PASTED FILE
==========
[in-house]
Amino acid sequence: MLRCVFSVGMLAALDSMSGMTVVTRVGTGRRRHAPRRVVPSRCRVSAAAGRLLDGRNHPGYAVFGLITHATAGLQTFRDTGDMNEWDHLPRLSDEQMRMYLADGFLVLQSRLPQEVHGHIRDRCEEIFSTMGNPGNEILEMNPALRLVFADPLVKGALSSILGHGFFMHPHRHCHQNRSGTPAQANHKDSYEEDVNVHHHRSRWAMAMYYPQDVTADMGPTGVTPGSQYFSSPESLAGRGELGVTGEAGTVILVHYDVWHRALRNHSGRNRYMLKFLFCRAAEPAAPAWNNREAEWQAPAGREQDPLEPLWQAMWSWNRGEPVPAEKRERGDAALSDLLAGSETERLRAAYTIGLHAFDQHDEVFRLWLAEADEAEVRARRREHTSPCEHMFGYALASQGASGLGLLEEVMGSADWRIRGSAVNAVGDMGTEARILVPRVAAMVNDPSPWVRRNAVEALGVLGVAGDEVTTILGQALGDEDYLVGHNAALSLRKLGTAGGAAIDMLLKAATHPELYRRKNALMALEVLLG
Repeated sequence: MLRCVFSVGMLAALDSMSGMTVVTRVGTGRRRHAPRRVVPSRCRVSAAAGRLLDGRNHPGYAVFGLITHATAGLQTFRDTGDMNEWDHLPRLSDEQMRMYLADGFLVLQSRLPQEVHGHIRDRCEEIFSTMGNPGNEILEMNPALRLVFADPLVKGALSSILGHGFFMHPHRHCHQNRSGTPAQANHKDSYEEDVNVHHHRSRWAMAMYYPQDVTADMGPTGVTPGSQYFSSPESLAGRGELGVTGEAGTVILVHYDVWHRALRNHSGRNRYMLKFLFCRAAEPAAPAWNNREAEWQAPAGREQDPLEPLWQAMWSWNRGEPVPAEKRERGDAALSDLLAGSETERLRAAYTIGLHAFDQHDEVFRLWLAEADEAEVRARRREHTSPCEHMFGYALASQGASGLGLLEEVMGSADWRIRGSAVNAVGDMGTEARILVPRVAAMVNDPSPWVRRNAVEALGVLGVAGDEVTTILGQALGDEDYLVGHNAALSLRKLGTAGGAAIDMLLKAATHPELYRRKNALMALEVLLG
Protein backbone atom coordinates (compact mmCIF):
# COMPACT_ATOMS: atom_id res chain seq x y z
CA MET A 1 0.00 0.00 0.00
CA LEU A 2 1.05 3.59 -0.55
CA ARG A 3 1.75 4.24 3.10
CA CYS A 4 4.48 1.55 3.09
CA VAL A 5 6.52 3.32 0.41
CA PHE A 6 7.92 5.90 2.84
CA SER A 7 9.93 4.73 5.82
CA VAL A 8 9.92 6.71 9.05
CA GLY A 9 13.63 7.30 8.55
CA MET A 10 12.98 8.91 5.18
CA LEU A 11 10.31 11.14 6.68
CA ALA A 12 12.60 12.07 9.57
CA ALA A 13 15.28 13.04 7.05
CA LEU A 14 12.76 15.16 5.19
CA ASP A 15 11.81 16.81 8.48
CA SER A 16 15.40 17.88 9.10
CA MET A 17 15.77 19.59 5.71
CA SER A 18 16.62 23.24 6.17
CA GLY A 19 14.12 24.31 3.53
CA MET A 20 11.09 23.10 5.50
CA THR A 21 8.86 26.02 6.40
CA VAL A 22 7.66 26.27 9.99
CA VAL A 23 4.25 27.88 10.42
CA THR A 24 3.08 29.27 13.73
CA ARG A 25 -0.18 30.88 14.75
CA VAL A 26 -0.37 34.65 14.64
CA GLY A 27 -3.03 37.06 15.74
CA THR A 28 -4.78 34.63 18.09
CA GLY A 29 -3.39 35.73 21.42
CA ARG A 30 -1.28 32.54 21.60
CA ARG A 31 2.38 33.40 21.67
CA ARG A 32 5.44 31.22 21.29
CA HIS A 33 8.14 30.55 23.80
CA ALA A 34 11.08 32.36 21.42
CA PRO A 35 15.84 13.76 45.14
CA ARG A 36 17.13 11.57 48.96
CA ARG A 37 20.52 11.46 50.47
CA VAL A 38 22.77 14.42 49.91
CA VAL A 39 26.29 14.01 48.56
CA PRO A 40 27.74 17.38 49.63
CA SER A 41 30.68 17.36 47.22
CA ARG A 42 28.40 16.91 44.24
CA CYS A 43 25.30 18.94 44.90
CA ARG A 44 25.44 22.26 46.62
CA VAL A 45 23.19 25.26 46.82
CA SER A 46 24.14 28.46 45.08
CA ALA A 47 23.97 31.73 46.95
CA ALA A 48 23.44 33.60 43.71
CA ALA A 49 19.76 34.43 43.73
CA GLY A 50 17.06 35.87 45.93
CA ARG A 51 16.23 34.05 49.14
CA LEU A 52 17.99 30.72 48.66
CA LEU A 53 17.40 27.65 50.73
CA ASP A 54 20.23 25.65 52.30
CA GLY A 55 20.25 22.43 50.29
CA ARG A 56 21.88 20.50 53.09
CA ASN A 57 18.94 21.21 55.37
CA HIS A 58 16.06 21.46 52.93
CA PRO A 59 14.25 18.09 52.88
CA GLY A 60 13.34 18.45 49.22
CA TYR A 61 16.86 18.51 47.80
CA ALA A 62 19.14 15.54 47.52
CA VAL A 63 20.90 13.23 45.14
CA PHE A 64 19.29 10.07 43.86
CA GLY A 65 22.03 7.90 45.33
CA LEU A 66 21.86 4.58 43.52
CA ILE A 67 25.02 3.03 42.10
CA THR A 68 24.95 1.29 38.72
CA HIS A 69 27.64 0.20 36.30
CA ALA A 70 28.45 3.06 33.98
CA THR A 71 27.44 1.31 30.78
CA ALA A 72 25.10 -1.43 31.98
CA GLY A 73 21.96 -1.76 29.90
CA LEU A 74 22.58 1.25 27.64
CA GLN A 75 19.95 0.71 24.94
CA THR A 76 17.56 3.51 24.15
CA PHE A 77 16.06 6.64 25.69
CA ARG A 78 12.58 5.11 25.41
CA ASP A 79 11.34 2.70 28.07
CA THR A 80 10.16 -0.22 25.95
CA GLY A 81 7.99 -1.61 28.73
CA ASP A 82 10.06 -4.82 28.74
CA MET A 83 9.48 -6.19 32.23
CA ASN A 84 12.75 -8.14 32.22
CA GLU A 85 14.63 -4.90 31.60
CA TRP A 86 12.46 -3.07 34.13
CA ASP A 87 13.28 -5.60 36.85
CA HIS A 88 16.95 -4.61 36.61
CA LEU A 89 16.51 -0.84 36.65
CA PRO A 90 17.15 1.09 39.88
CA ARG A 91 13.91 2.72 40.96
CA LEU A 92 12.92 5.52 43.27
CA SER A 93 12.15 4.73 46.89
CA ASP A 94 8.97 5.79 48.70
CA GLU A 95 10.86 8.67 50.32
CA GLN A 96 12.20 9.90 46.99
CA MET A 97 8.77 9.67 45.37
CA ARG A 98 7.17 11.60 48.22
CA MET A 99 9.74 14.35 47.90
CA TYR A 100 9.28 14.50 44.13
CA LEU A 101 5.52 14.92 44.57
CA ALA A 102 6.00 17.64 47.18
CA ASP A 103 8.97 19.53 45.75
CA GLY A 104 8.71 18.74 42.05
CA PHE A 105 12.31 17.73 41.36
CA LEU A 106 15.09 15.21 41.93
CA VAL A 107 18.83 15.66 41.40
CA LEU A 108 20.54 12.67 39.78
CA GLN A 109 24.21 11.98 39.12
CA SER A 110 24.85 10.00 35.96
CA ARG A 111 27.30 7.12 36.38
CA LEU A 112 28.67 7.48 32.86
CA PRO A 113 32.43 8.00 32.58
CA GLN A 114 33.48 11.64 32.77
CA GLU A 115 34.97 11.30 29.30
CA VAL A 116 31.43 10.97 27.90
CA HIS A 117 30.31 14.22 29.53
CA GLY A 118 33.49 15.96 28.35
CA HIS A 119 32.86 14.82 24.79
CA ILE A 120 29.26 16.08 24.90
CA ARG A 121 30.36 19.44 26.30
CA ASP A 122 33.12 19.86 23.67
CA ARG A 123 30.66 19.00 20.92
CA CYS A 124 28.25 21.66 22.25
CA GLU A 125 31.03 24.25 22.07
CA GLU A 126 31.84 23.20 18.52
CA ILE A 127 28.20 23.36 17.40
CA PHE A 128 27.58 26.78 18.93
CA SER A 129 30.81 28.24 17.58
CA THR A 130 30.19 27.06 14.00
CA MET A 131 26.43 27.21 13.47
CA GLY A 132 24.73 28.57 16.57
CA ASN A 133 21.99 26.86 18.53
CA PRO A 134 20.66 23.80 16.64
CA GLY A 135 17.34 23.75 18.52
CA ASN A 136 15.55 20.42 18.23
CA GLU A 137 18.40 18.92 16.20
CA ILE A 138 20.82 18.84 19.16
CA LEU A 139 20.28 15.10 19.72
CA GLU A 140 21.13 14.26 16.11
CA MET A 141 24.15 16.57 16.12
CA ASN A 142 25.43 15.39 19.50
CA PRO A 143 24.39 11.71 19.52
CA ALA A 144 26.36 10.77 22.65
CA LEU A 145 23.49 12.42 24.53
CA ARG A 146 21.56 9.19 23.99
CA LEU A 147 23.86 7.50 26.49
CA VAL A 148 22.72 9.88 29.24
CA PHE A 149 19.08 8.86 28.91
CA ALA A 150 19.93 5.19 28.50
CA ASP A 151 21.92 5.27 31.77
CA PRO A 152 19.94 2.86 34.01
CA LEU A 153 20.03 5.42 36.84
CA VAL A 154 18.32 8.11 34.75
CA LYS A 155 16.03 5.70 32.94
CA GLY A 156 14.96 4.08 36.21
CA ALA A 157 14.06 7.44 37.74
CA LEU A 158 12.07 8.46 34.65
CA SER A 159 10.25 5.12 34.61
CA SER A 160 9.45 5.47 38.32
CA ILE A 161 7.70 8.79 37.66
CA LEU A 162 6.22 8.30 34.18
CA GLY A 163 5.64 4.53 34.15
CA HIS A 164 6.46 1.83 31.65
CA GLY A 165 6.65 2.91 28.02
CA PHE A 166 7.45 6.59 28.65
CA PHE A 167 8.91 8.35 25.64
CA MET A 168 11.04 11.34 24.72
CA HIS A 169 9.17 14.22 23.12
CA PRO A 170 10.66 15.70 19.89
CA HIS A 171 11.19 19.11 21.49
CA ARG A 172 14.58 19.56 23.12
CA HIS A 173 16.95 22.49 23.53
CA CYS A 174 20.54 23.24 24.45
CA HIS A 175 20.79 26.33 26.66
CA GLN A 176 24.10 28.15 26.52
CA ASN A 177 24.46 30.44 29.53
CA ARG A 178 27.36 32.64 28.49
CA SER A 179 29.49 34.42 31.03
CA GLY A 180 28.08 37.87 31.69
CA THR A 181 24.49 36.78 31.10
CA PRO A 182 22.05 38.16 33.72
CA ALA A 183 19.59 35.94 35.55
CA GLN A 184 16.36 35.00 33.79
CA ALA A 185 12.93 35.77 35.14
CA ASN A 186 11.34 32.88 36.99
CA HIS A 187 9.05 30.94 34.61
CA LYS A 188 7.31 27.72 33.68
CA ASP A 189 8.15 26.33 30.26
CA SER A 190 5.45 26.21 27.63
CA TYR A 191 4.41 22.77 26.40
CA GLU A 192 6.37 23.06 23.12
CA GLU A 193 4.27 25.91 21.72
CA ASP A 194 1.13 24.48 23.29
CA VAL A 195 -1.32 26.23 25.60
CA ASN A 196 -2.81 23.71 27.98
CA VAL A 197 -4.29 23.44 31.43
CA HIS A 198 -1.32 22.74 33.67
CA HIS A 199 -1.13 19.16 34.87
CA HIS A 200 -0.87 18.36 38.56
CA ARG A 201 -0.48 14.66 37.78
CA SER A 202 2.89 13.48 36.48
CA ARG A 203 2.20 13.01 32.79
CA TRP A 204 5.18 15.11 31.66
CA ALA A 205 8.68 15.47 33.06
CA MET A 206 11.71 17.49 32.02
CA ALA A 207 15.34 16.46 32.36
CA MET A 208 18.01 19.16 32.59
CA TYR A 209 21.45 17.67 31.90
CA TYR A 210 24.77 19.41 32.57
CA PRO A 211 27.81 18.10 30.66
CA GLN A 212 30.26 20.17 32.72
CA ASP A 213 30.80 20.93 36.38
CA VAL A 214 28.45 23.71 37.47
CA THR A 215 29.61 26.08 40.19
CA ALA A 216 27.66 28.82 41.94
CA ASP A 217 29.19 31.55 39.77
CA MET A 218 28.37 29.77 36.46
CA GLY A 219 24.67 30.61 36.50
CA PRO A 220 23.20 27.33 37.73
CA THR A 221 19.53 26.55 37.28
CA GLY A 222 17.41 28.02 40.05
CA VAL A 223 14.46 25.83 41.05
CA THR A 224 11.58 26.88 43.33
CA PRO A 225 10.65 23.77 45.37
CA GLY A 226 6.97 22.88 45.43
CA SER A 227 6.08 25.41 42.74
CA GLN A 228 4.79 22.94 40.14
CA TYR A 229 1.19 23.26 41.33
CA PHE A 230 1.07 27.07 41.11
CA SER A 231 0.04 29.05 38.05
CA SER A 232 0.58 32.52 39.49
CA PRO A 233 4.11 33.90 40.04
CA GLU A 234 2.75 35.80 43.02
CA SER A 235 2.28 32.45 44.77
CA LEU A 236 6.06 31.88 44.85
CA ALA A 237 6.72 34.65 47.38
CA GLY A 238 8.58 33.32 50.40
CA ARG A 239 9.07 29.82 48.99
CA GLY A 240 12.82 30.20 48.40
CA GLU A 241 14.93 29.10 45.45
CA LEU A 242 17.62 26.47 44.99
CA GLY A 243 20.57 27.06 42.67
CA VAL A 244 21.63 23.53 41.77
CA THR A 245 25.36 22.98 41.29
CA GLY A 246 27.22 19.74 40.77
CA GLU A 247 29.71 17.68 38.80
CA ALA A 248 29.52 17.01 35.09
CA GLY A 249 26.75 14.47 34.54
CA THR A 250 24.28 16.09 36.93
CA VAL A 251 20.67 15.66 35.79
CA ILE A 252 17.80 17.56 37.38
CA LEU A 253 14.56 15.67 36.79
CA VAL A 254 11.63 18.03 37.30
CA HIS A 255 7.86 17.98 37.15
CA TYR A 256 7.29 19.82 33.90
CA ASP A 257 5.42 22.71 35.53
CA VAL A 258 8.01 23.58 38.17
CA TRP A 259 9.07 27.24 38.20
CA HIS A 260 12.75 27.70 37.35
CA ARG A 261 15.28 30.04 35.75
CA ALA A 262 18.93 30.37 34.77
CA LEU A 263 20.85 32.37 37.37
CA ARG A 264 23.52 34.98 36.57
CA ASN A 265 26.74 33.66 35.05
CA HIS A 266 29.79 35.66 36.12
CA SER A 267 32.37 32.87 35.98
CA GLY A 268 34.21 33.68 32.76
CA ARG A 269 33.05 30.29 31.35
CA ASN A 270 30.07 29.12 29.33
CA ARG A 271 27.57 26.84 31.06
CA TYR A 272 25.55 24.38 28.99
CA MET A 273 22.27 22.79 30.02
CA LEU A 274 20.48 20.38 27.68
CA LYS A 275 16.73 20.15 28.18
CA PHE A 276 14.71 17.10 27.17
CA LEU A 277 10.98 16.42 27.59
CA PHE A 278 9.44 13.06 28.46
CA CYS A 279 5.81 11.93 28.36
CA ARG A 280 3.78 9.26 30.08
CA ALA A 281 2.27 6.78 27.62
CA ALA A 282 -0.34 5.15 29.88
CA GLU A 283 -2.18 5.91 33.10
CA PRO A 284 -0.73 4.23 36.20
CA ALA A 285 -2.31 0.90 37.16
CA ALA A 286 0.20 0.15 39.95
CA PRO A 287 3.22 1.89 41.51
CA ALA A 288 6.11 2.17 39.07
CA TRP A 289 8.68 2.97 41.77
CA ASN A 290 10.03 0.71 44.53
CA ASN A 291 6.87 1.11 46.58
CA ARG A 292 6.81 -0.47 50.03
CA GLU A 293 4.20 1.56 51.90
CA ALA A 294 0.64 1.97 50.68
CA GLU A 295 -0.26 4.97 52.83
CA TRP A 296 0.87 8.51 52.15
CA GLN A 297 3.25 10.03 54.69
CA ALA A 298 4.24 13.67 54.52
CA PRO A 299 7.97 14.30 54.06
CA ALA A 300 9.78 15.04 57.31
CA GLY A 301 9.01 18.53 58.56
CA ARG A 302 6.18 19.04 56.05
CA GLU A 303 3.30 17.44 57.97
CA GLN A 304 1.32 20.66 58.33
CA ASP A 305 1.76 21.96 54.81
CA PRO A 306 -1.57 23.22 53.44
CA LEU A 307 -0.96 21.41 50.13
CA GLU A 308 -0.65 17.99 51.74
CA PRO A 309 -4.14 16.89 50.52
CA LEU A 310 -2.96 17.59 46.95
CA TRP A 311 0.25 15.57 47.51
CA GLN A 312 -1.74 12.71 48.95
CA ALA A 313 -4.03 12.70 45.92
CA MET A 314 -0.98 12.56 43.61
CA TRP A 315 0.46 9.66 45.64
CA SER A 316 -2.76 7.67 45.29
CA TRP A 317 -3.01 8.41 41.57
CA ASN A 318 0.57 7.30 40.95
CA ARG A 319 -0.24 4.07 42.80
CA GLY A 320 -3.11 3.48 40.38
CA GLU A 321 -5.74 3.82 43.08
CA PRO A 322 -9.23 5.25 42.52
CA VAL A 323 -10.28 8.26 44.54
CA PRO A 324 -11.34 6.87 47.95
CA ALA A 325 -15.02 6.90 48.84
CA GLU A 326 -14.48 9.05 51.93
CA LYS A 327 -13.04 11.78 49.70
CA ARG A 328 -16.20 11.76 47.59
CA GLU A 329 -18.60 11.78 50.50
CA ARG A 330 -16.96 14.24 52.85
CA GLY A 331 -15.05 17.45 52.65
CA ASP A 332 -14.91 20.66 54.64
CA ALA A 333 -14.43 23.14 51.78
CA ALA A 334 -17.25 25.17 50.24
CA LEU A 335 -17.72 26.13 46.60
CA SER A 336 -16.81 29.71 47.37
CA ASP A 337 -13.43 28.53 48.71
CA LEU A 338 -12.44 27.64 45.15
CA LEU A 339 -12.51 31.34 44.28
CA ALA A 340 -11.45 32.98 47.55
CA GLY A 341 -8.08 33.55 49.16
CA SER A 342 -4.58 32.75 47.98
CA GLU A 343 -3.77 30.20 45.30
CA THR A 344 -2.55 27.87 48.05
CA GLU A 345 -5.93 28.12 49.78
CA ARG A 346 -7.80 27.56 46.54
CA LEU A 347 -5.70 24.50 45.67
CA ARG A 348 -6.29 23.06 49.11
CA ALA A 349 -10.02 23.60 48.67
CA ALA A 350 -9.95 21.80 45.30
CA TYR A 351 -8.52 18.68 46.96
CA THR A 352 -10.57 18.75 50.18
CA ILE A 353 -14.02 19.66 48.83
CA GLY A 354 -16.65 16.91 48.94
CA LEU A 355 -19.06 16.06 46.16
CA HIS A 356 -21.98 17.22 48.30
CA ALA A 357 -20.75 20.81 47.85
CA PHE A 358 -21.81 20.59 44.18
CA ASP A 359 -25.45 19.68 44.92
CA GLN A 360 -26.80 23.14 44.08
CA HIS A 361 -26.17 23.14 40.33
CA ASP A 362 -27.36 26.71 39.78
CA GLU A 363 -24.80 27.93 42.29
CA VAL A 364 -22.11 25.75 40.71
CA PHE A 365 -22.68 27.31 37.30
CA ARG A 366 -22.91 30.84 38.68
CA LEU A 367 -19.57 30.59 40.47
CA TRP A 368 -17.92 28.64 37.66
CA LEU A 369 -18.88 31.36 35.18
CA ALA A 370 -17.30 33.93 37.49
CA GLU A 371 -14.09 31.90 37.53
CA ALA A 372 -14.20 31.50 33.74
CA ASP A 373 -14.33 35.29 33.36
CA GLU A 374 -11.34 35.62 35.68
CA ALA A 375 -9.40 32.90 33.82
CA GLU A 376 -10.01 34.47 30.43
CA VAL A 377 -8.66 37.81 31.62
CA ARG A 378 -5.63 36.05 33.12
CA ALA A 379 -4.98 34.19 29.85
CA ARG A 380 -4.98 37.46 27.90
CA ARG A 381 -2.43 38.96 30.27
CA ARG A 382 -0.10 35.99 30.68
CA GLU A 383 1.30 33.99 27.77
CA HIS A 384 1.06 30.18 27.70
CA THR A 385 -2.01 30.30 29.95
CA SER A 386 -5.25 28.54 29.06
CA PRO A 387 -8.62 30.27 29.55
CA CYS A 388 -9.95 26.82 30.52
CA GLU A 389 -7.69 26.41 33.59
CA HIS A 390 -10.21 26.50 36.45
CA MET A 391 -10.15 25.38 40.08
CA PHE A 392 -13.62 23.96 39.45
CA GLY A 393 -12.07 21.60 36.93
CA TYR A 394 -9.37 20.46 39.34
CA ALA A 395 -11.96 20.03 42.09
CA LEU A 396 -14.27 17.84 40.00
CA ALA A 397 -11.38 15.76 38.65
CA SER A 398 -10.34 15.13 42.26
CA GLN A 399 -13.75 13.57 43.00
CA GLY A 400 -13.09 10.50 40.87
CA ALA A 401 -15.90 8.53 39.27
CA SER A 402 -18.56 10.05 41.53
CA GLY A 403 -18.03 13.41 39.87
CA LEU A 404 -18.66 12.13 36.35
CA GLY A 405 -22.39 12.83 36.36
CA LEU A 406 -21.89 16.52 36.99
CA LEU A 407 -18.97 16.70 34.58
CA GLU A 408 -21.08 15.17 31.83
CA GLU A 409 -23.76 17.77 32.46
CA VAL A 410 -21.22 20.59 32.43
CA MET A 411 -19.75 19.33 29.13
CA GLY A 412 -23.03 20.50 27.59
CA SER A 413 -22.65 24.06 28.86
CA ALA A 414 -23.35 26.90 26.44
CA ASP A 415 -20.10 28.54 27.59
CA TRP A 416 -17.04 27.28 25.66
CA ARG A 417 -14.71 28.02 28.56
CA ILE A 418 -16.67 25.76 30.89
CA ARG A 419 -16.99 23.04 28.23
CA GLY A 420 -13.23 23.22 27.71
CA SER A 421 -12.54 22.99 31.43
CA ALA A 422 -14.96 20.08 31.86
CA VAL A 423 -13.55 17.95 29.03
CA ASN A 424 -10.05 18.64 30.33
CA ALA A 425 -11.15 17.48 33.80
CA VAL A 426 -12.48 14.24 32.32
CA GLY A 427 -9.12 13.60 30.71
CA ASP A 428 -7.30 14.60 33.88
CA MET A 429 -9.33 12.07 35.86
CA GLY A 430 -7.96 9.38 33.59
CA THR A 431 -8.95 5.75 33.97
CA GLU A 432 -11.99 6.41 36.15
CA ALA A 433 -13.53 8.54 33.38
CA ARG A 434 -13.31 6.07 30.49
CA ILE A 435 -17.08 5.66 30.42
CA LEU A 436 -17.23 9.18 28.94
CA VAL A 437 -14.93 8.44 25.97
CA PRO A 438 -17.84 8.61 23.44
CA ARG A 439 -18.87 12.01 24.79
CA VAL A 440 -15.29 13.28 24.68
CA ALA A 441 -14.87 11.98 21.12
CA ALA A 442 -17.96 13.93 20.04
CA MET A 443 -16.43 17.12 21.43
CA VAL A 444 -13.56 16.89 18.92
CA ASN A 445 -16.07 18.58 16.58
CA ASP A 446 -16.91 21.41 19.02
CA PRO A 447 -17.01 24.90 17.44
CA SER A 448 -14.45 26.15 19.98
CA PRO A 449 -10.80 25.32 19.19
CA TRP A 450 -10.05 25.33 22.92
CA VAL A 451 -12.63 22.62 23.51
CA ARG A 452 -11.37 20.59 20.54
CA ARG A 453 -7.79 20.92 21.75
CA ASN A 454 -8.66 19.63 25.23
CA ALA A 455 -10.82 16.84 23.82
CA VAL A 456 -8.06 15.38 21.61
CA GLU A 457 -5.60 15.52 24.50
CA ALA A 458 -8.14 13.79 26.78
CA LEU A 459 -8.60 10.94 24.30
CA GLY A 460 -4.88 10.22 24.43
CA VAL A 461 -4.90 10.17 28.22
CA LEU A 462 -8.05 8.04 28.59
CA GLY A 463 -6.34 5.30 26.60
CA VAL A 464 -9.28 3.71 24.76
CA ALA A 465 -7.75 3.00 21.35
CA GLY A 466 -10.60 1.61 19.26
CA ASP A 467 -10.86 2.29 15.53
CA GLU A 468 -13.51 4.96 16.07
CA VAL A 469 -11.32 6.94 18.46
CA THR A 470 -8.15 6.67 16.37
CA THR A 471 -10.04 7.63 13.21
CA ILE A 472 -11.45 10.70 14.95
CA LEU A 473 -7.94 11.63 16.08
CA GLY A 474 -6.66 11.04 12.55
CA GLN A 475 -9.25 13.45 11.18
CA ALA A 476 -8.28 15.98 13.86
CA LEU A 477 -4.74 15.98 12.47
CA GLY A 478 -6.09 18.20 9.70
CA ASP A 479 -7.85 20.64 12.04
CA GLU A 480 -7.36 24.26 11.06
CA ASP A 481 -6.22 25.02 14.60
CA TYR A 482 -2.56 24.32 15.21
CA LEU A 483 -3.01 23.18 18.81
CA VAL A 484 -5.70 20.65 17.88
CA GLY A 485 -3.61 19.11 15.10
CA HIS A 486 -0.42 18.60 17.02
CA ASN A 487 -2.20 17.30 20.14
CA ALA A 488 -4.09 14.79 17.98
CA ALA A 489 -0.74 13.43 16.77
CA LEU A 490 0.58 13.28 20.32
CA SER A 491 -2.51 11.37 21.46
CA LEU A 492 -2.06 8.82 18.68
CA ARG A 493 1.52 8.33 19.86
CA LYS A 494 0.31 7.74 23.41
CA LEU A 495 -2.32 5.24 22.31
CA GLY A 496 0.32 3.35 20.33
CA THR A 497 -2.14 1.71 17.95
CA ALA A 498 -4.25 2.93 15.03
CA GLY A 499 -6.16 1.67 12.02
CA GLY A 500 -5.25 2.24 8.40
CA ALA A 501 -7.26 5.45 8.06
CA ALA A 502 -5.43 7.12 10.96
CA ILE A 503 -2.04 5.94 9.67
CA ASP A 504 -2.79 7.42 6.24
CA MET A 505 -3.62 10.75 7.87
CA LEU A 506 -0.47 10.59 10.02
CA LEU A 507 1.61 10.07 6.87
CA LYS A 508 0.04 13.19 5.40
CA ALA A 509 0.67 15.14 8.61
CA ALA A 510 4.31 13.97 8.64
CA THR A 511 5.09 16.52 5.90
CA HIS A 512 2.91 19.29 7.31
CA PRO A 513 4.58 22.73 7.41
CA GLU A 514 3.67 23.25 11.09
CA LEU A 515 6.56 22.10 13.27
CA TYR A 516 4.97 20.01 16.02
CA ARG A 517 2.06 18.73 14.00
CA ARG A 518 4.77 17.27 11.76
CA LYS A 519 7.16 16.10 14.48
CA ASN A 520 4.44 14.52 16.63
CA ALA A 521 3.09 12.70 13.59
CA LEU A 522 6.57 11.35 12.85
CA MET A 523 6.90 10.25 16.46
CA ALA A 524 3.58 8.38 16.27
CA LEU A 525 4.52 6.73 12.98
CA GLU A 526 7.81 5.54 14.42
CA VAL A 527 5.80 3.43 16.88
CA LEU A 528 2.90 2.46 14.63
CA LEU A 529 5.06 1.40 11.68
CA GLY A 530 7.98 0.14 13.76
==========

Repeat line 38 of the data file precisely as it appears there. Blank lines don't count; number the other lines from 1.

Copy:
CA HIS A 33 8.14 30.55 23.80